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Unit 21: Nutrition for Health & Social Care - the needs of pregnant women and the elderly

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Introduction

Discusses nutritional and energy requirements, comparing and contrasting similarities and differences between the two groups for each nutrient, and for energy. Pregnant women and breastfeeding women... It is important for pregnant women to understand what kind of food is best for them and their baby as it will fully protect the health of the mother and provide optimal growth and development of her unborn baby. In the first half of pregnancy, nutrition requirements mainly concern quality, while in the second half; quantity is also an issue to ensure fetal growth. Proper nutritional habits should already be established at the start of this second life - if possible even before conception. The pregnant mother's body is subject to greater demands to ensure fetal development as well as the growth, health and functioning of the uterus, placenta and amniotic fluid. A daily increase of 150 calories in food consumption is recommended at the start of pregnancy, which will eventually reach an extra 250 calories a day by the end of pregnancy. ...read more.

Middle

Iron is found is food such as in meat, fish, egg yolk, whole-grain products and vegetables. Folic acid: This vitamin supports the development of the fetal central nervous system and prevents developmental defects of the neutral tube (spina bifida). Folic acid is found in food such as vegetables, wheat germ, tropical fruits and in eggs. Additional folic acid intake is necessary in the months before pregnant and during the first trimester. Older people... Good nutrition and energy plays a vital role in the well-being and health of older people, but also helps delay and reduce the risk of developing diseases. It is very important to give more attention to texture and flavour of food as well as nutrient composition of food for older people because of changes such as loss of muscle and increase in fat, deterioration in taste, smell and state of teeth. The nutritional requirements of the older adults are the same as those for the rest of adult population. ...read more.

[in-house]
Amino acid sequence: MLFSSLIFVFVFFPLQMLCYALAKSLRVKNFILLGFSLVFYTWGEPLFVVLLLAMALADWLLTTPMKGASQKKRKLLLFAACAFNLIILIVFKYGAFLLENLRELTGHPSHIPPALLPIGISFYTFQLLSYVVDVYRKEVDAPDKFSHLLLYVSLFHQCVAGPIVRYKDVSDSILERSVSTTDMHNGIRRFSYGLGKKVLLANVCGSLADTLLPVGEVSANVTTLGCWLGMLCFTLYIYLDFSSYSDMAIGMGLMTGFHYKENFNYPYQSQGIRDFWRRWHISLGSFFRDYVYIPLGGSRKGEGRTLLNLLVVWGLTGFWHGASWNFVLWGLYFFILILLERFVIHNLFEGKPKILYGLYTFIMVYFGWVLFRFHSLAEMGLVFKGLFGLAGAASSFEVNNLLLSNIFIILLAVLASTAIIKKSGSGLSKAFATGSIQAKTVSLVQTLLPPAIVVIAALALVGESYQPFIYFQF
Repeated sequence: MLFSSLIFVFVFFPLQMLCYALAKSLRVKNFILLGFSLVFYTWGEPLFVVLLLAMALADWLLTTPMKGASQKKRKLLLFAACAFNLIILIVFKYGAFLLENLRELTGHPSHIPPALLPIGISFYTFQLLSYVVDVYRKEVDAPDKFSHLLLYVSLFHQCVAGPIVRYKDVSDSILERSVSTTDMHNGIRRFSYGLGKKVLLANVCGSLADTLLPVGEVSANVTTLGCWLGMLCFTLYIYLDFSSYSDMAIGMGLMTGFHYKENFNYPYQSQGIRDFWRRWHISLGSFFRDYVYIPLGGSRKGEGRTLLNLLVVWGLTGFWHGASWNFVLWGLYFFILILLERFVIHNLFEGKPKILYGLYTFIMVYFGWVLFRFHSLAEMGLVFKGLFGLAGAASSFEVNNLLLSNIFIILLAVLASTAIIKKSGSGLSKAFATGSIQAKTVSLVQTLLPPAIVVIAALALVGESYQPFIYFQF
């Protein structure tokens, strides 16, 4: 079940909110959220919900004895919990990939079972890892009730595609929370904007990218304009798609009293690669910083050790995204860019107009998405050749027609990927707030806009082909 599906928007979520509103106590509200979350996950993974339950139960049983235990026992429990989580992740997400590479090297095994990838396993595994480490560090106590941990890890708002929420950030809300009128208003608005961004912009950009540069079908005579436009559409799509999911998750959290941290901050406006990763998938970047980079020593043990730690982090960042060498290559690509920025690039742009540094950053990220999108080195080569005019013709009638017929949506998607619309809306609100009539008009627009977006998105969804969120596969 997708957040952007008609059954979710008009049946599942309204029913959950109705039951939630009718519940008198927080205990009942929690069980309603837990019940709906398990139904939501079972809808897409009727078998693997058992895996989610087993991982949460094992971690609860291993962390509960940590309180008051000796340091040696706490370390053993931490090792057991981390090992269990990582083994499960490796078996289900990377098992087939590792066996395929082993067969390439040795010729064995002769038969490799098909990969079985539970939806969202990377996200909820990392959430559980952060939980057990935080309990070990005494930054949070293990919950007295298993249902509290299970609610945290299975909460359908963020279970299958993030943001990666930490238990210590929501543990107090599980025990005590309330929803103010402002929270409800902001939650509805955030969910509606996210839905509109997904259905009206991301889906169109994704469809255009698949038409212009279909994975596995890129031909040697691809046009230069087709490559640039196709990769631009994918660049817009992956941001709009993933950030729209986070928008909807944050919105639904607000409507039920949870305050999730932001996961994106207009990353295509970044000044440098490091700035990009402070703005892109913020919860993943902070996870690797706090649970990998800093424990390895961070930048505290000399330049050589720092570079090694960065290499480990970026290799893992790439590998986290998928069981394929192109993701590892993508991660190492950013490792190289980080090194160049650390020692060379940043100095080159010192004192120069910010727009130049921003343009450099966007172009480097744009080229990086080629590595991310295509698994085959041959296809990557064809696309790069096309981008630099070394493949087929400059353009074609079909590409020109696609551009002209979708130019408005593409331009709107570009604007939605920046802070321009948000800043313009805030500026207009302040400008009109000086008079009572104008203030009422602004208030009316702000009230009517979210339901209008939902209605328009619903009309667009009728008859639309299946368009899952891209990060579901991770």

Conclusion

Similarities: for both the elderly and pregnant/ breast feeding women, it is very important that they get the right amount of nutrition. For pregnant women/breast feeding because helps them fully protect their health and provide optimal growth and development of the unborn baby. And also for older people as it helps them by preventing diseases as they are more likely to be in risk. Differences: For pregnant women it is very important that they get enough nutritional as well as calcium, iron and folic acid as it helps allowing the unborn baby's bones and teeth formation and prevents developmental defects of the neutral tube (spina bifida). They need to follow a healthy diet not only for their body, but more importantly for the development of their unborn child. The expression "eating for two" plainly describes this need for greater nutrient intake during pregnancy. Whereas older people do not need to drink and eat as much because they have already developed and stopped growing. ?? ?? ?? ?? Unit 21: Nutrition for Health & Social Care M1 Farhiyo Dehay Unit 21: Nutrition for Health & Social Care M1 ...read more.

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4 star(s)

A very good essay that shows research has been carried out into nutritional requirements of two life stages.The writer could expand by adding a little more detail of disease that can arise in older people if they have a deficiency in their diet.

Marked by teacher Sam Morran 01/04/2013

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